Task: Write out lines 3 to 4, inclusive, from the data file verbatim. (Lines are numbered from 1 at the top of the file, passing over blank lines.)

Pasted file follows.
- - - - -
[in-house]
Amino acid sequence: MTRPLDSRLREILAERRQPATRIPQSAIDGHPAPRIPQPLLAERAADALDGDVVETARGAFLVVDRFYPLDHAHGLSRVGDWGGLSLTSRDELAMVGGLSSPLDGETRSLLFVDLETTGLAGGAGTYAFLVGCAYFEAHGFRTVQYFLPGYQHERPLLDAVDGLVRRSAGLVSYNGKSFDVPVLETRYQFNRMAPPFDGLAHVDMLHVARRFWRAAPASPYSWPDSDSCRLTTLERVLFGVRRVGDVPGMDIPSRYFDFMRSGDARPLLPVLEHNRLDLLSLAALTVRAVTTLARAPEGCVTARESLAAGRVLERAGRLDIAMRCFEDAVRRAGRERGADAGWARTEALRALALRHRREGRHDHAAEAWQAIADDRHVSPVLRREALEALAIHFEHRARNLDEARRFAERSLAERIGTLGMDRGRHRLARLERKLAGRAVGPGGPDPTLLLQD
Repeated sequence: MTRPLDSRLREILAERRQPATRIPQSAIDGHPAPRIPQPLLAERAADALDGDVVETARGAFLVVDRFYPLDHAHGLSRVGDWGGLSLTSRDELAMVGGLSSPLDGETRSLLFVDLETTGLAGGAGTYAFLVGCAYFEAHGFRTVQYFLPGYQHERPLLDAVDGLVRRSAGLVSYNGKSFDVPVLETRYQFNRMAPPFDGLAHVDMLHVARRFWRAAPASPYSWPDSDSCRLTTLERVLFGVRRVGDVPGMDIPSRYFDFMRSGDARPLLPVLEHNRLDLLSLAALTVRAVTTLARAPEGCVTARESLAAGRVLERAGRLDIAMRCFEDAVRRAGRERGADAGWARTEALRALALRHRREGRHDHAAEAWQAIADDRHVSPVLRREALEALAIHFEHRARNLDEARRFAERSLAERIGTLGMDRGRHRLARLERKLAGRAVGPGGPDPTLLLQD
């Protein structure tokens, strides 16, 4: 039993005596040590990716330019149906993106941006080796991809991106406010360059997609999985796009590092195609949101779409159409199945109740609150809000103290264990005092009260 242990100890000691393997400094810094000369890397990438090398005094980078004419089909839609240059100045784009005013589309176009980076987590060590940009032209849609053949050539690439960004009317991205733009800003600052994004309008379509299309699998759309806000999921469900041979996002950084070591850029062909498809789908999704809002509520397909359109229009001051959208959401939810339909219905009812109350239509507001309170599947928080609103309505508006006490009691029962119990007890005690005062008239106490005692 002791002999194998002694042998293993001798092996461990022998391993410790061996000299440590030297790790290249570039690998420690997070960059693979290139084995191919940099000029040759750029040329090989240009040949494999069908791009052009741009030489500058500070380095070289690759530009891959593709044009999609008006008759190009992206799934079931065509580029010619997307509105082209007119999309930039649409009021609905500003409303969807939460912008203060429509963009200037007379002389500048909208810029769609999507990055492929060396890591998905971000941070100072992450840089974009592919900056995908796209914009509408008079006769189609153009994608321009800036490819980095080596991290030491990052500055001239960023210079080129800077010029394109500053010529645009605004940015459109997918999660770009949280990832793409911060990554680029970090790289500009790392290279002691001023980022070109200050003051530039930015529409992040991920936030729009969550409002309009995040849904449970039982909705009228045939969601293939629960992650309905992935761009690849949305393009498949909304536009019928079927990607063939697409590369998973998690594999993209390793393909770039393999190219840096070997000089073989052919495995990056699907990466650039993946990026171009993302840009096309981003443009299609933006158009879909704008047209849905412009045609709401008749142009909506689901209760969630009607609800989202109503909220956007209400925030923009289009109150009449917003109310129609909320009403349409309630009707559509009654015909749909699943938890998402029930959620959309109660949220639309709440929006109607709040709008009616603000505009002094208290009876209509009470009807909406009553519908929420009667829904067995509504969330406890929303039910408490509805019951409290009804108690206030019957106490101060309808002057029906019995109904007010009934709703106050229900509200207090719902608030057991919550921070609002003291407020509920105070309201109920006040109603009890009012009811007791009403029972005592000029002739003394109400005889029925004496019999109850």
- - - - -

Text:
Repeated sequence: MTRPLDSRLREILAERRQPATRIPQSAIDGHPAPRIPQPLLAERAADALDGDVVETARGAFLVVDRFYPLDHAHGLSRVGDWGGLSLTSRDELAMVGGLSSPLDGETRSLLFVDLETTGLAGGAGTYAFLVGCAYFEAHGFRTVQYFLPGYQHERPLLDAVDGLVRRSAGLVSYNGKSFDVPVLETRYQFNRMAPPFDGLAHVDMLHVARRFWRAAPASPYSWPDSDSCRLTTLERVLFGVRRVGDVPGMDIPSRYFDFMRSGDARPLLPVLEHNRLDLLSLAALTVRAVTTLARAPEGCVTARESLAAGRVLERAGRLDIAMRCFEDAVRRAGRERGADAGWARTEALRALALRHRREGRHDHAAEAWQAIADDRHVSPVLRREALEALAIHFEHRARNLDEARRFAERSLAERIGTLGMDRGRHRLARLERKLAGRAVGPGGPDPTLLLQD
């Protein structure tokens, strides 16, 4: 039993005596040590990716330019149906993106941006080796991809991106406010360059997609999985796009590092195609949101779409159409199945109740609150809000103290264990005092009260 242990100890000691393997400094810094000369890397990438090398005094980078004419089909839609240059100045784009005013589309176009980076987590060590940009032209849609053949050539690439960004009317991205733009800003600052994004309008379509299309699998759309806000999921469900041979996002950084070591850029062909498809789908999704809002509520397909359109229009001051959208959401939810339909219905009812109350239509507001309170599947928080609103309505508006006490009691029962119990007890005690005062008239106490005692 002791002999194998002694042998293993001798092996461990022998391993410790061996000299440590030297790790290249570039690998420690997070960059693979290139084995191919940099000029040759750029040329090989240009040949494999069908791009052009741009030489500058500070380095070289690759530009891959593709044009999609008006008759190009992206799934079931065509580029010619997307509105082209007119999309930039649409009021609905500003409303969807939460912008203060429509963009200037007379002389500048909208810029769609999507990055492929060396890591998905971000941070100072992450840089974009592919900056995908796209914009509408008079006769189609153009994608321009800036490819980095080596991290030491990052500055001239960023210079080129800077010029394109500053010529645009605004940015459109997918999660770009949280990832793409911060990554680029970090790289500009790392290279002691001023980022070109200050003051530039930015529409992040991920936030729009969550409002309009995040849904449970039982909705009228045939969601293939629960992650309905992935761009690849949305393009498949909304536009019928079927990607063939697409590369998973998690594999993209390793393909770039393999190219840096070997000089073989052919495995990056699907990466650039993946990026171009993302840009096309981003443009299609933006158009879909704008047209849905412009045609709401008749142009909506689901209760969630009607609800989202109503909220956007209400925030923009289009109150009449917003109310129609909320009403349409309630009707559509009654015909749909699943938890998402029930959620959309109660949220639309709440929006109607709040709008009616603000505009002094208290009876209509009470009807909406009553519908929420009667829904067995509504969330406890929303039910408490509805019951409290009804108690206030019957106490101060309808002057029906019995109904007010009934709703106050229900509200207090719902608030057991919550921070609002003291407020509920105070309201109920006040109603009890009012009811007791009403029972005592000029002739003394109400005889029925004496019999109850």